The whistle man

Growing up as a football player for third division side, Hartlepool FC in Selebi-Phikwe, Joshua Bondo never imagined that some day he will be a referee.

But it wasn’t until 2001 when he was annoyed by bad refereeing in one of his team’s league games that he decided to quit football and become a referee.

Today he is the best Botswana international referee and he was recently selected to officiate at the 2017 Gabon Africa Cup of Nations (AFCON).

He has been voted Botswana’s best referee countless times and last year he got late call to officiate at the African Nations Championships (CHAN) in Rwanda.

Before CHAN Bondo was assigned by CAF in many category ‘A’ games. The games included world cup qualifiers of the likes of Nigeria, DRC, Mali and Ivory Coast.

The 39-year-old Senete-born star had a chat with The Voice Reporter Portia Ngwako Mlilo about his career, experience and achievements.

Q. You decided to become a referee after being annoyed by a referee when playing football. What difference did you want to bring in the field of play?

It was just 10 minutes into the game and two goals were scored from offside position.

I decided to take the whistle from the unregistered referee.

I asked the match commissioner to register me as a referee and the rest is history.

I want fair play and I believed I could be a good referee.

That is why I decided to quit playing football and become a top notch referee.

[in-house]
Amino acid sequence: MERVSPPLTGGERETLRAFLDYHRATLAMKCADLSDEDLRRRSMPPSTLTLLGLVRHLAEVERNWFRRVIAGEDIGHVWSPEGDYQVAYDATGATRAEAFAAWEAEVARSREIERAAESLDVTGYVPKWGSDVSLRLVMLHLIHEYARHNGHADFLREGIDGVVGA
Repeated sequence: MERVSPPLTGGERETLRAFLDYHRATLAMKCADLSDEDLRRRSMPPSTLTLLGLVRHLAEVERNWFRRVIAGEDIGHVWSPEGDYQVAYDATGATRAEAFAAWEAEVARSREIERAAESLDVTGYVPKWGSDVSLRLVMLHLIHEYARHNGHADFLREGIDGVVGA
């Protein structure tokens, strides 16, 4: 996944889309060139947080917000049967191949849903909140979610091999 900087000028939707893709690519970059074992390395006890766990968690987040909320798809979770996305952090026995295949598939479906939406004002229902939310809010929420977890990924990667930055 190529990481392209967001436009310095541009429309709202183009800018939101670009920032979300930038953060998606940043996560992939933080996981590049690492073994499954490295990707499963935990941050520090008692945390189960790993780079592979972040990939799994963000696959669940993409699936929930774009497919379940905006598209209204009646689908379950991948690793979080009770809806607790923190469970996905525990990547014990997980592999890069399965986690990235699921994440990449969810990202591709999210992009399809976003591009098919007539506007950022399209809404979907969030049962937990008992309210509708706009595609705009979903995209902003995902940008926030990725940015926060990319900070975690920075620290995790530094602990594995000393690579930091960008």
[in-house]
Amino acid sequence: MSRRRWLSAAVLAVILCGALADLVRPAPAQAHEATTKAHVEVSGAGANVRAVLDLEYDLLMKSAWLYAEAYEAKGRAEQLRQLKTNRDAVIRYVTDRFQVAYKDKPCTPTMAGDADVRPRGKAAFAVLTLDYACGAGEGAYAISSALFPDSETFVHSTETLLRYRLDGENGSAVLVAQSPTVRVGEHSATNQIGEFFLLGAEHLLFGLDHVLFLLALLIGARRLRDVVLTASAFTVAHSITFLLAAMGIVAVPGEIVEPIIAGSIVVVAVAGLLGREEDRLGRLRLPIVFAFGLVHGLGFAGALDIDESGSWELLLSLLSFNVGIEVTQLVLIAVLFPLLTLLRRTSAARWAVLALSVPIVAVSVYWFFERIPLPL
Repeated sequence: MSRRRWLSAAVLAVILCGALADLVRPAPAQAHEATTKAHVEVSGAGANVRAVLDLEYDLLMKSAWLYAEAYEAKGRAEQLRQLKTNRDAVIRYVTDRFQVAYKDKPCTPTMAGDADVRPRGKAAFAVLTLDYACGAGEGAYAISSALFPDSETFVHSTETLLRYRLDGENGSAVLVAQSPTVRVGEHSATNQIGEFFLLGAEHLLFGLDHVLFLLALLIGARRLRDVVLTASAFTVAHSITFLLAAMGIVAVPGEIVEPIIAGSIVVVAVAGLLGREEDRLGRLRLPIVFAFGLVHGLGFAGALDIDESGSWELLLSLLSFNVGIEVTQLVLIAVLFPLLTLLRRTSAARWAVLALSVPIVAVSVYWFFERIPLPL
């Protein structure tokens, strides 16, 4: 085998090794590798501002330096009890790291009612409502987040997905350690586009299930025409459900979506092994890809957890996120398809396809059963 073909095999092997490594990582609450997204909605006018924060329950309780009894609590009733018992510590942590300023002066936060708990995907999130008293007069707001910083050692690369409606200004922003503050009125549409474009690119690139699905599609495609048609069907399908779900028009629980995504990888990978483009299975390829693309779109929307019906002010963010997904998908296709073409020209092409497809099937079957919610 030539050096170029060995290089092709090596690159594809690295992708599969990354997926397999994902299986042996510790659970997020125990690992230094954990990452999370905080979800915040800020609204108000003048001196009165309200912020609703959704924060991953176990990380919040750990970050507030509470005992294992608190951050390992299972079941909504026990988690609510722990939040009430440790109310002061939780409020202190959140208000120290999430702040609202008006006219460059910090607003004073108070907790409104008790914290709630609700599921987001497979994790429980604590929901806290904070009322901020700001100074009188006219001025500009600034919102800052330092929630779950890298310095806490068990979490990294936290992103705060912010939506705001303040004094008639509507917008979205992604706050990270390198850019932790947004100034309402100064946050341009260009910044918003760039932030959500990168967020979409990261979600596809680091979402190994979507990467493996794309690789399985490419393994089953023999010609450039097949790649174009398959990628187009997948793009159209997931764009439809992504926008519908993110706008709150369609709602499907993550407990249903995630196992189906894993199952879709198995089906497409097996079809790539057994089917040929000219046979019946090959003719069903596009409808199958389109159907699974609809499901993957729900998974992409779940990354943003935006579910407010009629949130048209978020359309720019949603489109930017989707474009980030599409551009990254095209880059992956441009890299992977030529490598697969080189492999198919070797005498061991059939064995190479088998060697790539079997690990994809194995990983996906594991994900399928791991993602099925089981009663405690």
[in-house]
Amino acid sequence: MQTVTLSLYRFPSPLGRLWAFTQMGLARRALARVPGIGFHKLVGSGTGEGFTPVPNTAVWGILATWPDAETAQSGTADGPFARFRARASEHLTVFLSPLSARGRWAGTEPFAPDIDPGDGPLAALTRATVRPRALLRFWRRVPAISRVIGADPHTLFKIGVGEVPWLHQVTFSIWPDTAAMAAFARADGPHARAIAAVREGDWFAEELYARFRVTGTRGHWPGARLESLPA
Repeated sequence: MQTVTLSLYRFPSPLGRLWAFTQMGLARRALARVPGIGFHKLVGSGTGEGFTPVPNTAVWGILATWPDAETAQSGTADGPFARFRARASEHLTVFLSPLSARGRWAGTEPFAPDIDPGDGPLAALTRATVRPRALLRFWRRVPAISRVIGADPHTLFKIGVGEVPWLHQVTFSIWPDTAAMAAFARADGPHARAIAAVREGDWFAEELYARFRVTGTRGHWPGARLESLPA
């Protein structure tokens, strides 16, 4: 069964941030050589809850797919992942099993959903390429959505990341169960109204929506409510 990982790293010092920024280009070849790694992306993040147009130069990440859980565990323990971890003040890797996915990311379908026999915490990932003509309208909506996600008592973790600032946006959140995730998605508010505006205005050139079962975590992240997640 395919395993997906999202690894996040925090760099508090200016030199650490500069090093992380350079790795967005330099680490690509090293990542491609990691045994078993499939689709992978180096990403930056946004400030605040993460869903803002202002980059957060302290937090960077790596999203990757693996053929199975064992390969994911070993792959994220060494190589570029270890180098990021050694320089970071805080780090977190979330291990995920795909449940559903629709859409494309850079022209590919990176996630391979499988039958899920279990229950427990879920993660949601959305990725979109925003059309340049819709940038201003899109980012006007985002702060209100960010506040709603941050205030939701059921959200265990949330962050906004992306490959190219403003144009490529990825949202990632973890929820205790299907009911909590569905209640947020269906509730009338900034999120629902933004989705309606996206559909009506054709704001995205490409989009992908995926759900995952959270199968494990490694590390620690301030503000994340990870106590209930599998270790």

Q. When was your break through?

I became a referee in the lower leagues the same year and made a remarkable rise.

I was selected in a panel of referees for the then St Louis Premier League for the 2004/05 season.

In 2007 I was awarded the best referee of the U17 tournament in Namibia.

Q. Was being selected for AFCON a dream come true?

Yes it was a dream come true. In fact it was my target as far as my career was concerned.

My aim now is to be selected for big tournaments like Olympics and the World Cup.

I know it is going to be difficult but I will fight hard to make it happen.

This year AFCON gave me an exposure and experience so I stand a good chance to officiate in other major games.

Q. How did you feel when you were first told you have been selected?

This is a moment I will cherish for the rest of my life.

I was very excited to be among other best 44 African referees.

I could not believe my eyes when I received an invitation letter via email from Referees Manager in Cairo Egypt.

It shows I am doing something right because they monitor us by watching the local games we officiate as well as big tournament qualifiers.

Q. Did you have any pressure in the games you were officiating?

I had no pressure at all because I believe in myself and I was very comfortable.

I also officiated during AFCON qualifiers so I was not intimidated by the standard of the game.

We are also encouraged to review, study and adapt to modern football so that we do not make unnecessary mistakes.

Q. What have you learnt from 2017 Gabon AFCON?

The set up is more advanced than our league games so there is a lot I have learnt.

There are many things that are done during training and we attended classes learning football.

My intention is to share my experience with other local referees.

Q. Do you ever feel intimidated by fans when officiating especially the so called big games?

You will never satisfy a person and everyone is entitled to have an opinion.

They all want their teams to always win, so I am never intimidated when they shout or boo me because I understand it is pressure.

It is difficult to deal with a loss but they have to be prepared for a draw, win or loss when their teams are playing.

Q. Fans often insult referees when they are not happy with their decisions. How do you take that?

As referees we have learnt to be strong. You just have to stay focused and do your best.